The FinTech industry used to be very secretive when it came to the transparency of data from analysts. But with the emergence of machine learning and AI, alongside cutting-edge solutions to bridge this gap, analysts and contributors are now held accountable, and layman investors are offered simplified information for more sound and efficient financial decision-making.
On today’s episode of Startups On Demand, I am joined by Uri Gruenbaum, CEO and Co-Founder at TipRanks, a state-of-the-art tool that levels the playing field for investors by providing analyst accountability and simplified research tools.
Today, we talk about the idea behind the inception of TipRanks, what this software exposed in the industry, the role of ML/AI in the process of simplifying data, and what makes it stand out from other industry players.
Omri: Can you tell us where the idea behind TipRanks came from?
Uri: This was an evolution of an idea. When we started, we had one single feature, which was to measure the performance of cell site analysts. The world of investment was lacking transparency. Retail investors such as myself and my friends were getting their advice online, and as retail investors, we’re very responsive to the content. The idea came from a personal bad investment that I made after following bad advice, which led me to think that there should be more transparency. Basically, we were the first company in the world to measure the performance of what any analyst is saying, then we started using machine learning to measure what every financial blogger is saying. And then we basically started to expand our services until we became the resource platform that we are today.
It is important to say that our goal is to level the playing field for retail investors. Bloomberg is very institutional-oriented, and we have a lot of institutional clients as well. But our goal is that every average person can access the same level of research.
Omri; In terms of machine learning and AI, how do you incorporate that into the software?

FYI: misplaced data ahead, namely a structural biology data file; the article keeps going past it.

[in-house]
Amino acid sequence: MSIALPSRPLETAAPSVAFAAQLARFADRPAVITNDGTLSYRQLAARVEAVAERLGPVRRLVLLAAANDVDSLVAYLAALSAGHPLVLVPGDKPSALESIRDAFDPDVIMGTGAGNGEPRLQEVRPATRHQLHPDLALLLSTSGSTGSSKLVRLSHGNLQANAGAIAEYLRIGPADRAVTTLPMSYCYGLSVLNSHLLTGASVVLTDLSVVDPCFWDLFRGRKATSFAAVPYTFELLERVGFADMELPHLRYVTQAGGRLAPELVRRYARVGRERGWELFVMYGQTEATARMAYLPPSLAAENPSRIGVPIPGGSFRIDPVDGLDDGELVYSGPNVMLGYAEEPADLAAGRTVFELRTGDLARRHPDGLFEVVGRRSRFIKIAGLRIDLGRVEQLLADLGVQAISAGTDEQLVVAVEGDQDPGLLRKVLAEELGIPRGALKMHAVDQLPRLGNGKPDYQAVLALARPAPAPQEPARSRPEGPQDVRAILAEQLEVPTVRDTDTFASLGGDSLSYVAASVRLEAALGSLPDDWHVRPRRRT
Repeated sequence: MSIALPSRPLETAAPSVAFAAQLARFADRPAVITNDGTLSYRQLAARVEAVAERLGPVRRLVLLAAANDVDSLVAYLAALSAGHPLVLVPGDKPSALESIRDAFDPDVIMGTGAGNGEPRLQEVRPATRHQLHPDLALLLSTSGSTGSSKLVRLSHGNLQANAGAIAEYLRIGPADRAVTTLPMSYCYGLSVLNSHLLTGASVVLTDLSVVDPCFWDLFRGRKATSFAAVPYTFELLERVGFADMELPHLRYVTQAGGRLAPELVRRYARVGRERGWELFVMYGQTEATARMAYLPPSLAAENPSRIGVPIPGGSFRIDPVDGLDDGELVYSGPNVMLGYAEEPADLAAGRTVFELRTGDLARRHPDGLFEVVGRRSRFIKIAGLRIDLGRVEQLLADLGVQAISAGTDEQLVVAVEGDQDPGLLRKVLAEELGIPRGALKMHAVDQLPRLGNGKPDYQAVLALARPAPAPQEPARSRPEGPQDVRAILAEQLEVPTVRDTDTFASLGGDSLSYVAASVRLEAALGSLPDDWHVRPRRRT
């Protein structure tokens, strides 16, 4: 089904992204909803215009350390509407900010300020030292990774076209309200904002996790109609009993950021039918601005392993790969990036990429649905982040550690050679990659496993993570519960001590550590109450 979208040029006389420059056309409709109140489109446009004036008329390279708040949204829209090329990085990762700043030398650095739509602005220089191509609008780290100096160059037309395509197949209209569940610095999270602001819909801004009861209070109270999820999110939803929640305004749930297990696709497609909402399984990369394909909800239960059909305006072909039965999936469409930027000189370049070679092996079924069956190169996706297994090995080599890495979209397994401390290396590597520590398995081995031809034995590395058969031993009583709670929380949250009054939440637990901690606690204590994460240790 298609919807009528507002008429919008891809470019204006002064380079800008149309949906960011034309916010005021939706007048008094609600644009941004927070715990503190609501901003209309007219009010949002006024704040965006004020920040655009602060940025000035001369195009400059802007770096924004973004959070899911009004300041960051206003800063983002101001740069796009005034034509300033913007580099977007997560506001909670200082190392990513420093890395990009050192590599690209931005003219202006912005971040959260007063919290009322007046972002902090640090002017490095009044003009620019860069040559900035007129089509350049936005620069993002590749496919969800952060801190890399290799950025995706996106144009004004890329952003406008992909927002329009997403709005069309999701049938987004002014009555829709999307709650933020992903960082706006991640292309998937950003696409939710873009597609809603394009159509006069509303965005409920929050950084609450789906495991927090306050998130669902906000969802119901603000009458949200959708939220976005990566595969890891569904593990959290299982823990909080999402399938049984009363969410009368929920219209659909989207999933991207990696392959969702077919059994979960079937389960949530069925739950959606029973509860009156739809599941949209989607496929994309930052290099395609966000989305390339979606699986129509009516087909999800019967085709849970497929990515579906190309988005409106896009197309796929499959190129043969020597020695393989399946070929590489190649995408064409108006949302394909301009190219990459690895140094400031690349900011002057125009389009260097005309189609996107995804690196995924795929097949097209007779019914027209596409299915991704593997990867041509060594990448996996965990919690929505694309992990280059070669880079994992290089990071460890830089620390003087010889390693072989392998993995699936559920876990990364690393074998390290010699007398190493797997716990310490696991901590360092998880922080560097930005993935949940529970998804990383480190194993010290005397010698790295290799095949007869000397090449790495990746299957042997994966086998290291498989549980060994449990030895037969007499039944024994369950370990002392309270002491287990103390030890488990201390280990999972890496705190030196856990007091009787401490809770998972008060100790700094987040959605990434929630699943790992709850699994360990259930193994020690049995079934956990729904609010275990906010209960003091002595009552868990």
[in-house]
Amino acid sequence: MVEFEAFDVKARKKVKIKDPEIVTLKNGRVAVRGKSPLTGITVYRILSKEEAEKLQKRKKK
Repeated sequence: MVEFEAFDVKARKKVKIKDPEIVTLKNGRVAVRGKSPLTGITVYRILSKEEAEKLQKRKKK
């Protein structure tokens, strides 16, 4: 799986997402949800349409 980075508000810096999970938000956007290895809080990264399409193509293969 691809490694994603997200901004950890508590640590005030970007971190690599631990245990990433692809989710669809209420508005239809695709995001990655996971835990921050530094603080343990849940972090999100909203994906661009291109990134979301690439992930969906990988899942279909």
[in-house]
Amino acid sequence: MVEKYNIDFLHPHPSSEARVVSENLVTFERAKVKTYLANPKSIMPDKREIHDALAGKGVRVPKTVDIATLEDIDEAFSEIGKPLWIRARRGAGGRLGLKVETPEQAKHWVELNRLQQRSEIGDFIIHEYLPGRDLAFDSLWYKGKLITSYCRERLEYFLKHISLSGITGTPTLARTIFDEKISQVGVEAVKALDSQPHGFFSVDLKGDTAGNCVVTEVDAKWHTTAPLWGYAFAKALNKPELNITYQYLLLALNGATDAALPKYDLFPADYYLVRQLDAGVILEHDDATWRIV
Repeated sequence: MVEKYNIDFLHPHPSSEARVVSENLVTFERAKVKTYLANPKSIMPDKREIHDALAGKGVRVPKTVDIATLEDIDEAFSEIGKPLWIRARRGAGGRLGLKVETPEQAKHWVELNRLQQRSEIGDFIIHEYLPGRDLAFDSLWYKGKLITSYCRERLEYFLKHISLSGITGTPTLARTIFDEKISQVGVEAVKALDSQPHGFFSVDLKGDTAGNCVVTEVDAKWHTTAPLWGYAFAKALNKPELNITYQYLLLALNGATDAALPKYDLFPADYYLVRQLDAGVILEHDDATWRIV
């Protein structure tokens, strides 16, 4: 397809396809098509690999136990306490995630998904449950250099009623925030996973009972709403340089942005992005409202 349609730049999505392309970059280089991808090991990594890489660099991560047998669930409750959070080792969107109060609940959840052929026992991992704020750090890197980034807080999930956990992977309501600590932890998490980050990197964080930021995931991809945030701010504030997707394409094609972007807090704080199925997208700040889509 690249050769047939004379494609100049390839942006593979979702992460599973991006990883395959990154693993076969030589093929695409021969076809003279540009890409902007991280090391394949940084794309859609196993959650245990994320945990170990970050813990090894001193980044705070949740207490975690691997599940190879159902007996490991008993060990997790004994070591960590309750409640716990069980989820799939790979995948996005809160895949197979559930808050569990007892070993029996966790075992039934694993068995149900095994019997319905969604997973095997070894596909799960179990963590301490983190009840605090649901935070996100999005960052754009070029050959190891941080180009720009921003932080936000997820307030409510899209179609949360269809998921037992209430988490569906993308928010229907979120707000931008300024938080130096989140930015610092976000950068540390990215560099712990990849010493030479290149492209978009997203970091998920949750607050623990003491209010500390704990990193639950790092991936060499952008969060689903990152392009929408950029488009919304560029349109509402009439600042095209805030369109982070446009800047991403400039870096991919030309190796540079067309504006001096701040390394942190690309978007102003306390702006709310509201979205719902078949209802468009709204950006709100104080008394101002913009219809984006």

Uri: At the end of the day, we’re a natural language processing company. What we do is we analyze financial service websites, financial blogs, and social media, and then we started adding analyst’s research, corporate findings, and whatnot. And a lot of these datasets are very structured, and when it’s structured, we use what is called a “rule-based technology” because, for instance, if I want to understand what an analyst is saying, I know he will always use the terminologies like “overweight,” “underperform,” “reiterated,” “upgraded,” “downgraded,” etc. or a dictionary of about 500 words. When we want to analyze more complicated datasets such as social media or financial blogs, many times it will have grammar mistakes. They can be sarcastic, they can make general mistakes, and they can change their minds – it’s unstructured. In order to analyze it properly, you need to use machine learning which is a statistical algorithm. In order to do that, we need to train our software for years so it can get to the maximum accuracy possible in terms of NLP.
Now, we’re looking into the new revolution of OpenAI to see what we can do with that as well and create real-time content that simplifies complicated stories.
Omri: What makes TipRanks different from other players in the market?
Uri: We are obsessed with simplifying things for layman investors. There’s one thing we really disrupted, which is transparency in Wall Street and holding analysts accountable, which was something that no one has ever done before, and we also made everyone hold their contributors accountable.
Omri: What are your thoughts about the industry, analysts, hedge fund managers, etc. after TipRanks was put into action?
Uri: Before we started TipRanks, we thought there needs to be a solution on how good anyone is at giving advice. After starting TipRanks, we realized that the real challenge is making this advice publicly available. It’s so difficult to get one database showing you all this information. No one wants to license us the detailed list of what every analyst is saying, only the high-level consensus, which led us to understand that this is an even bigger challenge than holding them accountable.
In terms of performance, my initial thought was some analysts are good, and some analysts are bad. Some of the best analysts have been outperforming year after year, and if you look at the top 100, there’s a nice list of analysts who are there year after year. In terms of hedge funds, the truth is we can only access a part of the story because they don’t need to report their positions on a daily basis. Also, they are not required to report any short positions that they have.
Omri: Who are some of your favorite big-time investors?
Uri: I’m a big fan of Carl Aiken. I saw a documentary about him, and he’s such a smart guy. I love how active he is in his positions. He really sees things and says them as they are.